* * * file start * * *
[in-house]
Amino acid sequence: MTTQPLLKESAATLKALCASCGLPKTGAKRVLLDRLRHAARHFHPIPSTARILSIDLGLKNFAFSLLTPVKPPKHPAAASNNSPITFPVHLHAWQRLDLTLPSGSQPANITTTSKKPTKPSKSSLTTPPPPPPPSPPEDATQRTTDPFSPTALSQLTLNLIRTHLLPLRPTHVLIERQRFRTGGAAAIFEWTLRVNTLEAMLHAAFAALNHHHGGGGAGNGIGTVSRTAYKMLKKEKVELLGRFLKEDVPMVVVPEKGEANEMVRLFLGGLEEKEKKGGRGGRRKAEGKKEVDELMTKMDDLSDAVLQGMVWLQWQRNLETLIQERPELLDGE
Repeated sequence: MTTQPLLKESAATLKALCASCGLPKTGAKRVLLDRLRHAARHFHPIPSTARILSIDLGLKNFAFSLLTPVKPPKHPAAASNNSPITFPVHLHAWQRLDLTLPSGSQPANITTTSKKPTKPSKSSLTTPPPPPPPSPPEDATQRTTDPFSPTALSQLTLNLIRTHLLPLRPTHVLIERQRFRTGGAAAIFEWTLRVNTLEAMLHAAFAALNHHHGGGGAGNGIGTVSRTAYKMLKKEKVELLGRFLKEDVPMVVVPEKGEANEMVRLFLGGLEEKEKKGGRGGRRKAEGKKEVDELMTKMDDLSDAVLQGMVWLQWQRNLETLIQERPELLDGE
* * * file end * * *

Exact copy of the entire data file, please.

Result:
[in-house]
Amino acid sequence: MTTQPLLKESAATLKALCASCGLPKTGAKRVLLDRLRHAARHFHPIPSTARILSIDLGLKNFAFSLLTPVKPPKHPAAASNNSPITFPVHLHAWQRLDLTLPSGSQPANITTTSKKPTKPSKSSLTTPPPPPPPSPPEDATQRTTDPFSPTALSQLTLNLIRTHLLPLRPTHVLIERQRFRTGGAAAIFEWTLRVNTLEAMLHAAFAALNHHHGGGGAGNGIGTVSRTAYKMLKKEKVELLGRFLKEDVPMVVVPEKGEANEMVRLFLGGLEEKEKKGGRGGRRKAEGKKEVDELMTKMDDLSDAVLQGMVWLQWQRNLETLIQERPELLDGE
Repeated sequence: MTTQPLLKESAATLKALCASCGLPKTGAKRVLLDRLRHAARHFHPIPSTARILSIDLGLKNFAFSLLTPVKPPKHPAAASNNSPITFPVHLHAWQRLDLTLPSGSQPANITTTSKKPTKPSKSSLTTPPPPPPPSPPEDATQRTTDPFSPTALSQLTLNLIRTHLLPLRPTHVLIERQRFRTGGAAAIFEWTLRVNTLEAMLHAAFAALNHHHGGGGAGNGIGTVSRTAYKMLKKEKVELLGRFLKEDVPMVVVPEKGEANEMVRLFLGGLEEKEKKGGRGGRRKAEGKKEVDELMTKMDDLSDAVLQGMVWLQWQRNLETLIQERPELLDGE